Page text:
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Pure and Acute Korsakoff Syndrome Due to a Bilateral Anterior Fornix Infarction:  A Diffusion Tensor Tractography Study

Pauline Renou, MD; Denis Ducreux, MD, PhD; Feriel Batouche; Christian Denier, MD, PhD
Arch Neurol. 2008;65(9):1252-1253. doi:10.1001/archneur.65.9.1252.
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A 68-year-old man was admitted to our hospital for an acute and isolated anterograde and retrograde amnesia. He had a previous history of diabetes, hypertension, and myocardial infarction but not of alcohol abuse. Cerebral magnetic resonance imaging revealed an isolated infarction of the genu of the corpus callosum and of the bilateral anterior columns of the fornix (Figure 1), corresponding to the subcallosal artery territory, a perforator branch of the anterior communicating artery. There were no associated lacunes or leukoaraiosis on fluid-attenuated inversion recovery sequences. Diffusion tensor tractography (DTT) of the limbic system performed 11 days later showed complete disruption of the corpus callosum genu commissural fibers and severe rarefaction of the fornix bilateral anterior column projection fibers and of the frontal fibers (Figure 2). One year later, our patient still had severe amnesia. There was no new lesion on magnetic resonance imaging.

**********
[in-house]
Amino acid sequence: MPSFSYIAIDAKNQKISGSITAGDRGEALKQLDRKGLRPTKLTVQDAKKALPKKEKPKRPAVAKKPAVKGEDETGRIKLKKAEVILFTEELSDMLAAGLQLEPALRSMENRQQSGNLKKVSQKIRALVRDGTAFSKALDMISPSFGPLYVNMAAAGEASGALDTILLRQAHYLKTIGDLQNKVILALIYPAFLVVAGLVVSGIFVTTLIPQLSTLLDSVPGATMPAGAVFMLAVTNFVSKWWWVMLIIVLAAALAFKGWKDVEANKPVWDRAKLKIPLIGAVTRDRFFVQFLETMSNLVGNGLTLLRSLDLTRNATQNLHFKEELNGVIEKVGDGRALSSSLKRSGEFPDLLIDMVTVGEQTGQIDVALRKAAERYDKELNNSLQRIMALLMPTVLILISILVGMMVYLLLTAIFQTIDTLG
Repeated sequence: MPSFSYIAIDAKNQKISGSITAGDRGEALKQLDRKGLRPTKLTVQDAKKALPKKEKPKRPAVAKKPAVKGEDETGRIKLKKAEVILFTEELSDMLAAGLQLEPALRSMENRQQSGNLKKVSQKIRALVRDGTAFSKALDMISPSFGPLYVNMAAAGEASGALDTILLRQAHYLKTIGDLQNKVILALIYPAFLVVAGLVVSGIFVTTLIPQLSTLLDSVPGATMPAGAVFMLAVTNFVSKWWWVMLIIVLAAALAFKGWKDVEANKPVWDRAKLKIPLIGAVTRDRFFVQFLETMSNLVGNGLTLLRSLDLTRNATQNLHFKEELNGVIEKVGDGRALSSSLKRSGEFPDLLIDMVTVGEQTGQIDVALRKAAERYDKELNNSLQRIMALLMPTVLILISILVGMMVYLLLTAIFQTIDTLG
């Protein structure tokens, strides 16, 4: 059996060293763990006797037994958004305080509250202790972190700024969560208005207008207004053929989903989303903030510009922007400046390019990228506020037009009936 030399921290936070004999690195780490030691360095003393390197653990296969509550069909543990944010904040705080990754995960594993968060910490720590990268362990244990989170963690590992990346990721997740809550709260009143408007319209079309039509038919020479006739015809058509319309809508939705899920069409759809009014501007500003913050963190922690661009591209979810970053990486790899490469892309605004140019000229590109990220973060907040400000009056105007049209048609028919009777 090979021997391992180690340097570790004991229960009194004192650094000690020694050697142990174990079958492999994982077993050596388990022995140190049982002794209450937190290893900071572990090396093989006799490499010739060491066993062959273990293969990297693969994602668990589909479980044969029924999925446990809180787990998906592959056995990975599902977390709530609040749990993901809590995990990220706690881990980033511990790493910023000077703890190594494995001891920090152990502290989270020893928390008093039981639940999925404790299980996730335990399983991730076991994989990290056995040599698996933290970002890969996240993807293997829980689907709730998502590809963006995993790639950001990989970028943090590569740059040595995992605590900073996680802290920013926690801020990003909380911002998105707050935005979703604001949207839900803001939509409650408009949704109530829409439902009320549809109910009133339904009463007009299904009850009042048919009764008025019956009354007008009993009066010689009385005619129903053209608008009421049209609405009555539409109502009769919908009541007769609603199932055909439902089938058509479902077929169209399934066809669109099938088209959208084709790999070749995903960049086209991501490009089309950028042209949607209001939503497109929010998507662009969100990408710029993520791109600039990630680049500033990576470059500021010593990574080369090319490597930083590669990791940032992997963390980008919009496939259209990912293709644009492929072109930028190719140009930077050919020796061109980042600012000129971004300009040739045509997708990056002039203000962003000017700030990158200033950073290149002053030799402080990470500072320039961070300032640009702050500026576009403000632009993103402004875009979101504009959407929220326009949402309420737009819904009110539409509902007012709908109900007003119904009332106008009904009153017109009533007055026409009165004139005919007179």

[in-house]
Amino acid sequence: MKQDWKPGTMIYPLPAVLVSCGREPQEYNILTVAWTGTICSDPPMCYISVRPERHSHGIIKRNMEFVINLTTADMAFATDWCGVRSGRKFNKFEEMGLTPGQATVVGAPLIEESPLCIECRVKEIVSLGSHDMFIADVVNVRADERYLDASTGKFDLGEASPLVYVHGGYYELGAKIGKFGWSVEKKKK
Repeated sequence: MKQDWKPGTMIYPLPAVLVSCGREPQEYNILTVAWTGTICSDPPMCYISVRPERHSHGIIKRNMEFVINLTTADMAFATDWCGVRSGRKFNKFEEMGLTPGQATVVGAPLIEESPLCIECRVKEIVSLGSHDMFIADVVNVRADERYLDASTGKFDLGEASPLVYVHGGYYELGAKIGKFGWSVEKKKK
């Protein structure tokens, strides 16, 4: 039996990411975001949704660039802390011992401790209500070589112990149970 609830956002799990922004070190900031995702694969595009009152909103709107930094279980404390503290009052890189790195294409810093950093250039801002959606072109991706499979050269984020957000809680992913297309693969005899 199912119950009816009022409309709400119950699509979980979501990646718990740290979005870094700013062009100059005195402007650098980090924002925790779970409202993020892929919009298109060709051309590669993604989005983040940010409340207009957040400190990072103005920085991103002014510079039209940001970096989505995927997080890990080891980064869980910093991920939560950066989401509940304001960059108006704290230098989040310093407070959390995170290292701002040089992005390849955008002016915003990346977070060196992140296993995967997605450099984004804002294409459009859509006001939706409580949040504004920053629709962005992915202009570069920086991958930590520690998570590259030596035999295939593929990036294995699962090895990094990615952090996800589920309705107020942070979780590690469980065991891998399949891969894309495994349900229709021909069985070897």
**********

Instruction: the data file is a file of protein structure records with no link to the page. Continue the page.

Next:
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Figure 1.

Conventional cerebral magnetic resonance imaging. Sagittal fluid-attenuated inversion recovery (A), axial fluid-attenuated inversion recovery (B), and diffusion-weighted (C) magnetic resonance images show an acute and isolated infarction of bilateral anterior columns of fornices (dotted arrows) and genu of corpus callosum (arrows).

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Figure 2.

Diffusion tensor tractography of the patient's limbic system performed 11 days after stroke compared with a healthy subject. There is complete disruption of the corpus callosum genu commissural fibers (dotted arrow), a severe rarefaction of the fornix bilateral anterior column projection fibers (arrows), and of the frontal fibers (arrowhead).

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